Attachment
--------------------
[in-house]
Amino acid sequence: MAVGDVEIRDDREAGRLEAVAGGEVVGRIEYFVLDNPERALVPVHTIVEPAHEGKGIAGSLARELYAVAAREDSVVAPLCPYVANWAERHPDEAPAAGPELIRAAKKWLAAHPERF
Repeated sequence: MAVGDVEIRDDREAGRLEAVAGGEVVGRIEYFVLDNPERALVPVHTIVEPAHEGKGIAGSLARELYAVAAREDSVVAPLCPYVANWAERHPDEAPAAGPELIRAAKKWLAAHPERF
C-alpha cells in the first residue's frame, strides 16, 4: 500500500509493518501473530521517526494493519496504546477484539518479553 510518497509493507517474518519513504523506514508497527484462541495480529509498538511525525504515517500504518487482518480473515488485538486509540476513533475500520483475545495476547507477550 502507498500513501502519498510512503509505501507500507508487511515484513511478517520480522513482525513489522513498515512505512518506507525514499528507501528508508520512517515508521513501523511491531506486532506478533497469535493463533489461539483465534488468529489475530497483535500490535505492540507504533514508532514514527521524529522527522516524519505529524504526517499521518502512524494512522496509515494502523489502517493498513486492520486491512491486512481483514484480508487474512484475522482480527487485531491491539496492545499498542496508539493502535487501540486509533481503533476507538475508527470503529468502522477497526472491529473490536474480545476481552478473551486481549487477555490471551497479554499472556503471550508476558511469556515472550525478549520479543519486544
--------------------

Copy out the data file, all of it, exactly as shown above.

[in-house]
Amino acid sequence: MAVGDVEIRDDREAGRLEAVAGGEVVGRIEYFVLDNPERALVPVHTIVEPAHEGKGIAGSLARELYAVAAREDSVVAPLCPYVANWAERHPDEAPAAGPELIRAAKKWLAAHPERF
Repeated sequence: MAVGDVEIRDDREAGRLEAVAGGEVVGRIEYFVLDNPERALVPVHTIVEPAHEGKGIAGSLARELYAVAAREDSVVAPLCPYVANWAERHPDEAPAAGPELIRAAKKWLAAHPERF
C-alpha cells in the first residue's frame, strides 16, 4: 500500500509493518501473530521517526494493519496504546477484539518479553 510518497509493507517474518519513504523506514508497527484462541495480529509498538511525525504515517500504518487482518480473515488485538486509540476513533475500520483475545495476547507477550 502507498500513501502519498510512503509505501507500507508487511515484513511478517520480522513482525513489522513498515512505512518506507525514499528507501528508508520512517515508521513501523511491531506486532506478533497469535493463533489461539483465534488468529489475530497483535500490535505492540507504533514508532514514527521524529522527522516524519505529524504526517499521518502512524494512522496509515494502523489502517493498513486492520486491512491486512481483514484480508487474512484475522482480527487485531491491539496492545499498542496508539493502535487501540486509533481503533476507538475508527470503529468502522477497526472491529473490536474480545476481552478473551486481549487477555490471551497479554499472556503471550508476558511469556515472550525478549520479543519486544